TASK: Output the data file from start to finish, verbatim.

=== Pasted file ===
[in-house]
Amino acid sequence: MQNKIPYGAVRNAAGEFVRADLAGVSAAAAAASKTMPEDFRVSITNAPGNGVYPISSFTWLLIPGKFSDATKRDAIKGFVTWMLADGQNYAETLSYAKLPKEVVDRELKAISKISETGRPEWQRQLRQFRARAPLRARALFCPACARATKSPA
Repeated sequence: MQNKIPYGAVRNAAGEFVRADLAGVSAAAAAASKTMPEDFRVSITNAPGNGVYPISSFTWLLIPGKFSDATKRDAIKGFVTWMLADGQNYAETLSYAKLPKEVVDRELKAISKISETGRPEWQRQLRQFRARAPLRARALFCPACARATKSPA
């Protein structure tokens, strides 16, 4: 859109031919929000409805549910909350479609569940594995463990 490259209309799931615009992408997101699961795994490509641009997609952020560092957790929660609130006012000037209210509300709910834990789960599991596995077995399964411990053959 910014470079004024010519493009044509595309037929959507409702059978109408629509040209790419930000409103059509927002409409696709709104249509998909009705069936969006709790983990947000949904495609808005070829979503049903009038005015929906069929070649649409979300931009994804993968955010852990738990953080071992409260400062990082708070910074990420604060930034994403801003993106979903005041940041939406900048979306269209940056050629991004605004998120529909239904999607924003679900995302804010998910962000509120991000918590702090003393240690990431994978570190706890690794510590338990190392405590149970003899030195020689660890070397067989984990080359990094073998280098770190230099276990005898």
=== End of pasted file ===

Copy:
[in-house]
Amino acid sequence: MQNKIPYGAVRNAAGEFVRADLAGVSAAAAAASKTMPEDFRVSITNAPGNGVYPISSFTWLLIPGKFSDATKRDAIKGFVTWMLADGQNYAETLSYAKLPKEVVDRELKAISKISETGRPEWQRQLRQFRARAPLRARALFCPACARATKSPA
Repeated sequence: MQNKIPYGAVRNAAGEFVRADLAGVSAAAAAASKTMPEDFRVSITNAPGNGVYPISSFTWLLIPGKFSDATKRDAIKGFVTWMLADGQNYAETLSYAKLPKEVVDRELKAISKISETGRPEWQRQLRQFRARAPLRARALFCPACARATKSPA
């Protein structure tokens, strides 16, 4: 859109031919929000409805549910909350479609569940594995463990 490259209309799931615009992408997101699961795994490509641009997609952020560092957790929660609130006012000037209210509300709910834990789960599991596995077995399964411990053959 910014470079004024010519493009044509595309037929959507409702059978109408629509040209790419930000409103059509927002409409696709709104249509998909009705069936969006709790983990947000949904495609808005070829979503049903009038005015929906069929070649649409979300931009994804993968955010852990738990953080071992409260400062990082708070910074990420604060930034994403801003993106979903005041940041939406900048979306269209940056050629991004605004998120529909239904999607924003679900995302804010998910962000509120991000918590702090003393240690990431994978570190706890690794510590338990190392405590149970003899030195020689660890070397067989984990080359990094073998280098770190230099276990005898």